Advocating for Bible engagement isn’t always easy. And I’m not just talking about inviting non-Christians to read the Scriptures. It can be tough going with so called Christians too! Maybe it’s because we’ve done a poor PR job. In a consumer driven society people need to hear about the benefits before they’ll buy something, use it, or tell others about it. It’s no different with the Bible. People generally won’t engage with it unless they know what’s in it for them. Simply telling someone they should read, memorize, study or live by the Bible, is not enough.

So with Bible advocacy in mind here are ten Bible engagement one-liners that can be shared on Facebook, used to spice up sermons, be included in church bulletins, added to Sunday PowerPoint announcements, or woven into everyday discussions:

  • Do you want to hear from God? Open your Bible!
  • Spiritually hungry? Feed on the Word.
  • Only one book helps you succeed in life and triumph over death – the Bible!
  • Read the Bible and it will read you!
  • Life’s GPS – the Bible!
  • Looking for fullness of life? Get into God’s Word.
  • Right thinking leads to right action – read the Bible.
  • You’ll get your act together when your Bible’s falling apart!
  • Breathe God’s Word to feel His love.
  • Prime your prayers with Scripture.

Inviting Bible Engagement. Hopefully you’re not going to run away! Feel free to use these one-liners to promote connections with the Bible.

© Scripture Union Canada 2015

2 Corinthians 4:5


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Twenty Texts From The Bible About The Bible

What we may say about the Bible may have some value, but what the Bible says about itself is inestimably valuable.

So here are twenty texts from the Bible about the Bible:

It is God-breathed

All Scripture is God-breathed and is useful for teaching, rebuking, correcting and training in righteousness. 2 Timothy 3:16

It is eternal

All your words are true; all your righteous laws are eternal. Psalm 119:160

It stands firm

Your word, Lord, is eternal; it stands firm in the heavens. Psalm 119:89

It is flawless

Every word of God is flawless Proverbs 30:5

It is truth

… your word is truth. John 17:17

It is alive

For the word of God is alive and active. Sharper than any double-edged sword, it penetrates even to dividing soul and spirit, joints and marrow; it judges the thoughts and attitudes of the heart. Hebrews 4:12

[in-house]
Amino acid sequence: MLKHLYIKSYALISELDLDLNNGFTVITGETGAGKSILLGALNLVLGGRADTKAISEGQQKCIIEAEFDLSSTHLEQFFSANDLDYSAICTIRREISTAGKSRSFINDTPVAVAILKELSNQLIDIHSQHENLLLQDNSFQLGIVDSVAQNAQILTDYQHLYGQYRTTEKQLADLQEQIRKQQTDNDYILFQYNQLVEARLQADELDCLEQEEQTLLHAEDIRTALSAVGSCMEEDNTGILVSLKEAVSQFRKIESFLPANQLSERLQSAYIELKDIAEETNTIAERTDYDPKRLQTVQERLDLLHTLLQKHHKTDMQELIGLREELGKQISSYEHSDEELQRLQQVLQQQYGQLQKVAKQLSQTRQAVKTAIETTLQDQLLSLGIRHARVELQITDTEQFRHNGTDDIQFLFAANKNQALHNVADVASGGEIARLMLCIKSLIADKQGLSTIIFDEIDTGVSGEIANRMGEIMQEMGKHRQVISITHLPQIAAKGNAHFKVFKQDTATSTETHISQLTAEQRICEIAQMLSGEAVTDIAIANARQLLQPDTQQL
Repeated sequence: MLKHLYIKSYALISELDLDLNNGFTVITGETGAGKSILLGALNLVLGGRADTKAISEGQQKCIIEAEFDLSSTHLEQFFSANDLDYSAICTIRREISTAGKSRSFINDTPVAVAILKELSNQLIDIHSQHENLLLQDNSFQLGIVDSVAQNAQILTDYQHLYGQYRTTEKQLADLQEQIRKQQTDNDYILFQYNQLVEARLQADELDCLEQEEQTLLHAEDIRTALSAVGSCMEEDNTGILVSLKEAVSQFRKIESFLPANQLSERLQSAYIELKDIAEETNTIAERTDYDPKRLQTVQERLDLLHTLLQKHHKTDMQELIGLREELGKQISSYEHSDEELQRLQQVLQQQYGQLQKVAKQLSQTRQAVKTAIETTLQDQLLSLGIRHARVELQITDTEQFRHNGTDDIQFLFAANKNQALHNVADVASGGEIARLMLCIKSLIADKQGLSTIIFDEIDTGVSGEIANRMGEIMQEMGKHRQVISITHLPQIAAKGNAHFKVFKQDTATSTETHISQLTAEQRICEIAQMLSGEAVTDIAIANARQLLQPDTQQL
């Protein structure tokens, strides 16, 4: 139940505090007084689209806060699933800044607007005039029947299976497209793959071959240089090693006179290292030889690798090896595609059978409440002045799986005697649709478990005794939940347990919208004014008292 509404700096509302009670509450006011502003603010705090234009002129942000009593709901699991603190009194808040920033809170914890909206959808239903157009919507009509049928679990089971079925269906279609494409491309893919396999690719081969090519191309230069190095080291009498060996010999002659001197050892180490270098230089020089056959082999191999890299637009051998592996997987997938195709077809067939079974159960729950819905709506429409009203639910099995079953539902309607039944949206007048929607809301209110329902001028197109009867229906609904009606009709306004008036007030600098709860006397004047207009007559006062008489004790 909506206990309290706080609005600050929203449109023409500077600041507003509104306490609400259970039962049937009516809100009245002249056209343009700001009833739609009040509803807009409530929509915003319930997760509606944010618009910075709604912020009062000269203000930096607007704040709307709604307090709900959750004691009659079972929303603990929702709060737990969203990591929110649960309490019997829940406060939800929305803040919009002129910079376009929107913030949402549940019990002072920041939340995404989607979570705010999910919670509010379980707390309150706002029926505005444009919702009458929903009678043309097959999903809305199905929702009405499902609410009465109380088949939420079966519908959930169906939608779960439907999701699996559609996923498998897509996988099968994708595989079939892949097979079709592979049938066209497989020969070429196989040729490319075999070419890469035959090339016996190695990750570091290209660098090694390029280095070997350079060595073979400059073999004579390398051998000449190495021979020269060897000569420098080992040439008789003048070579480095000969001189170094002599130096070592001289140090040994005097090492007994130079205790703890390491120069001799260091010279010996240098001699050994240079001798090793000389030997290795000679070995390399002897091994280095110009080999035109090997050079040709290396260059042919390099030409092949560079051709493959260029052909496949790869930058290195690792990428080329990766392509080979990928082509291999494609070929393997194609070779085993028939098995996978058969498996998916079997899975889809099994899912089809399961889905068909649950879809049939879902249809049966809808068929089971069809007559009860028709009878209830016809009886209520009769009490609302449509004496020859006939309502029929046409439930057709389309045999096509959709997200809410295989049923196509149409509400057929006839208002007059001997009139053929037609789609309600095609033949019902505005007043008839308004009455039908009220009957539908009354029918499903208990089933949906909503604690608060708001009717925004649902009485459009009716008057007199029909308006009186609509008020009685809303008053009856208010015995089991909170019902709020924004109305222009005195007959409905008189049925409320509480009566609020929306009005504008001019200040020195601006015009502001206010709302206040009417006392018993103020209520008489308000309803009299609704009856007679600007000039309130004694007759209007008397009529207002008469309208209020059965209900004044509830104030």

It is a light

Your word is a lamp for my feet, a light on my path. Psalm 119:105

It is like fire

“Is not my word like fire,” declares the Lord, “and like a hammer that breaks a rock in pieces?” Jeremiah 23:29

It is more precious than gold

The decrees of the Lord are firm, and all of them are righteous. They are more precious than gold, than much pure gold; they are sweeter than honey, than honey from the honeycomb. Psalm 19:9-10

It is wonderful

Your statutes are wonderful Psalm 119:129

It gives understanding

The unfolding of your words gives light; it gives understanding to the simple. Psalm 119:130

It gives joy

The precepts of the Lord are right, giving joy to the heart. Psalm 19:8

It combats sin

I have hidden your word in my heart that I might not sin against you. Psalm 119:11

It is refreshing

The law of the Lord is perfect, refreshing the soul. Psalm 19:7

It is for your hearts and minds

Fix these words of mine in your hearts and minds; tie them as symbols on your hands and bind them on your foreheads. Deuteronomy 11:18

It should be on your lips

Keep this Book of the Law always on your lips; meditate on it day and night, so that you may be careful to do everything written in it. Then you will be prosperous and successful. Joshua 1:8

It should be obeyed

Do not merely listen to the word, and so deceive yourselves. Do what it says. James 1:22

It leads to blessing

But whoever looks intently into the perfect law that gives freedom, and continues in it – not forgetting what they have heard, but doing it – they will be blessed in what they do. James 1:25

It should have nothing added or taken away from it

See that you do all I command you; do not add to it or take away from it. Deuteronomy 12:32

It endures forever

The grass withers and the flowers fall, but the word of our God endures forever. Isaiah 40:8

It will never pass away

Heaven and earth will pass away, but my words will never pass away. Matthew 24:35

Scripture Quotations: New International Version, 2011, Biblica

© Scripture Union Canada 2015

2 Corinthians 4:5